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Quartz Daily Brief—Europe Edition—Fed’s no taper surprise, Google vs. Death, Facebook distrust

By Adam Pasick

What to watch for today

More cracks in the US housing market. Sales of previously-owned homes in August are expected to fall 2.6%, another sign rising that mortgage rates are hampering housing demand.

British shoppers get only a bit more bullish. Consumers are expected to push sales just 0.5% higher from July to August, compared with 1% from June to July. UK retailers think talk of a recovery in consumer spending is premature.

Analysts grill Microsoft. At its first analyst meeting in two years (paywall), the software giant will have to answer questions on its search for a new CEO and the Nokia acquisition.

Gloomy earnings reports. Packaged-foods company ConAgra, which cut its full-year earnings outlook (paywall) earlier this month, is likely to report muted earnings due to weakness in the consumer foods segment. Pharmacy chain Rite Aid’s losses are likely to narrow, but the focus will be on the latest takeover rumors.

Enjoy the moon cakes. Chinese markets are closed for the Mid-Autumn Festival holiday on Thursday and Friday.

While you were sleeping

The Fed didn’t taper, to widespread surprise. The US Federal Reserve said it wanted to see more evidence of sustained economic recovery before winding down its stimulus measures. The move sent US interest rates plunging, powered the S&P 500 to a fresh all-time high, and offered a reprieve to struggling emerging market currencies. Here are four reasons why the Fed held its fire.

Google wants you to live longer. The internet giant launched a new venture, Calico, which will use big data to determine what really extends lives. Calico will be headed by Apple chairman and former Genentech CEO Art Levinson.

BlackBerry is swinging the axe. The struggling smartphone maker is reportedly preparing to lay off (paywall) up to 40% of its 12,700 workers by the end of the year. BlackBerry also launched its flagship Z30 smartphone on Wednesday, though most people were probably too busy downloading Apple’s new iOS 7 to notice.

Iran released 11 political prisoners. The country’s most prominent human rights activist, Nasrin Sotoudeh, was among those released ahead of president Hassan Rouhani’s visit to the UN general assembly in New York next week. Separately, the White House is considering direct talks between Rouhani and president Obama.

Syria said destroying its chemical weapons could take a year. Bashar al-Assad said scrapping the stockpiles is “a very complicated operation, technically,” that will cost about $1 billion. He continued to maintain that rebels were behind a deadly Aug. 21 attack.

Singapore police arrested 14 people in a soccer match-fixing probe. Authorities swept the city-state and detained 12 men and two women accused of being part of a crime syndicate that rigged games.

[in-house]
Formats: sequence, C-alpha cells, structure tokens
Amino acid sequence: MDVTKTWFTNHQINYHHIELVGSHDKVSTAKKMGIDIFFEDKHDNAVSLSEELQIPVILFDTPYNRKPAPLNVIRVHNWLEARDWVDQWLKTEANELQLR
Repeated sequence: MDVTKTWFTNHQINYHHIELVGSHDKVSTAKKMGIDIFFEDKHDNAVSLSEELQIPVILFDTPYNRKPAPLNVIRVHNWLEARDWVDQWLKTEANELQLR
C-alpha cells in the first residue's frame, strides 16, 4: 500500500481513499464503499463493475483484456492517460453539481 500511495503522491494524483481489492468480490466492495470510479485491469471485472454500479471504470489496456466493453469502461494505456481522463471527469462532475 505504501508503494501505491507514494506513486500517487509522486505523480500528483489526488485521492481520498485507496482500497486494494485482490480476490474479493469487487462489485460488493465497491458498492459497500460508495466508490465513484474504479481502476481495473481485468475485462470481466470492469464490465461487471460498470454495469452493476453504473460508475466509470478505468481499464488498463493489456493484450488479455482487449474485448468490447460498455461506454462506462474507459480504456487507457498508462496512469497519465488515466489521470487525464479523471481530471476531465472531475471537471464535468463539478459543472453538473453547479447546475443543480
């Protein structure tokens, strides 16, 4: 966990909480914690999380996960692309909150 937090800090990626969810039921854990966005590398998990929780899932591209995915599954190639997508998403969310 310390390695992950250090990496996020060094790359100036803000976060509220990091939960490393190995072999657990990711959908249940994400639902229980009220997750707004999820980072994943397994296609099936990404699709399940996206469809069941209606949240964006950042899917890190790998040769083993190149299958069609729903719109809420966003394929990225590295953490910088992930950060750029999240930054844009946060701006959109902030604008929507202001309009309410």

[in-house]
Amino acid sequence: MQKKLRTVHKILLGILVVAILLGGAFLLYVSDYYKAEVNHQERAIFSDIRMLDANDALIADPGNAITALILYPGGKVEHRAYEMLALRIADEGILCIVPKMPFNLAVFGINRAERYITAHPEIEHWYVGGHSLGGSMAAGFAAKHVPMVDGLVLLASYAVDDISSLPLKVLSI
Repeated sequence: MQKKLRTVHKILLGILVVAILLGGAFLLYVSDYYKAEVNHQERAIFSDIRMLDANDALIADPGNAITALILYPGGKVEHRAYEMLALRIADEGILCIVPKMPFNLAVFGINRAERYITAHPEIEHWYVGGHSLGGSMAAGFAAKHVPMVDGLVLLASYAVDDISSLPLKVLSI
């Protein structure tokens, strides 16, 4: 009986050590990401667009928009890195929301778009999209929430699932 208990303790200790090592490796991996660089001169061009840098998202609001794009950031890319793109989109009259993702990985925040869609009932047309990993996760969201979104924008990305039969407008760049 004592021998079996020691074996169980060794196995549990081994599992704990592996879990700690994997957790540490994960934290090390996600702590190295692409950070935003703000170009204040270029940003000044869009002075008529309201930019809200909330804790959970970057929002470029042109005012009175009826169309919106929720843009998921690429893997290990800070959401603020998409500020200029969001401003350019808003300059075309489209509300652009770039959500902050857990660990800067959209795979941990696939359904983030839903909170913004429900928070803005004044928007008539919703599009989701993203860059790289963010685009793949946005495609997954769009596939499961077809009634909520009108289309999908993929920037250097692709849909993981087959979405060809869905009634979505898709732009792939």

The NSA made Americans distrust Facebook. CEO Mark Zuckerberg said the company’s “trust metrics” have taken a hit in the wake of Edward Snowden’s leaks.

Quartz obsession interlude

Ritchie King on how most Americans, except the young, have been progressively losing health coverage. “The big dump of data from the US Census Bureau yesterday shows that a higher portion of Americans had health coverage in 2012 than in 2011, but it was a minor uptick: 84.6% as opposed to 84.3%. The overriding trend is that the number of uninsured Americans has been growing faster than the population at large. That is, except for two age groups: children under 18 and those between 18 and 24.” Read more here.

Matters of debate

Janet Yellen is the Fed chair the economy needs. She supports monetary easing to juice growth, opposes sharp deficit reductions, and favors tougher regulations to prevent bubbles.

Grand Theft Auto V highlights game makers’ moral obligations. How evil should video games allow us to be?

A shorter working week is good for both the economy and society. Part-time workers are more productive hour-for-hour, and can be better parents and citizens.

Why international adoptions are failing. Older children are a growing share of adoptees, and they have a harder time adjusting to new families.

Fighting brain drain kills innovation. If you keep talented people from leaving jobs, it’ll be even harder to find talented employees to fill jobs.

Surprising discoveries

GE’s prenatal marketing. A tiny logo on sonogram photographs is giving expectant parents a “primal” brand experience.

Market bubbles are an artifact of the brain. New research suggests that they’re driven by a biological impulse to predict how others will behave.

Designer insects join the fight against pests. Genetically modified insects could soon be preventing their natural counterparts from ruining olive crops in Spain.

Snakes in space. European researchers are exploring the feasibility of sending snake-like, highly-maneuverable robots to explore other planets.

Vietnam’s moon cake indicator. Customers in Hanoi aren’t buying many mung bean-filled pastries, demonstrating the country’s cooling retail sales climate.

Our best wishes for a productive day. Please send any news, comments, insect designs, and moon cake sales figures to hi@qz.com. You can follow us on Twitter here for updates during the day.

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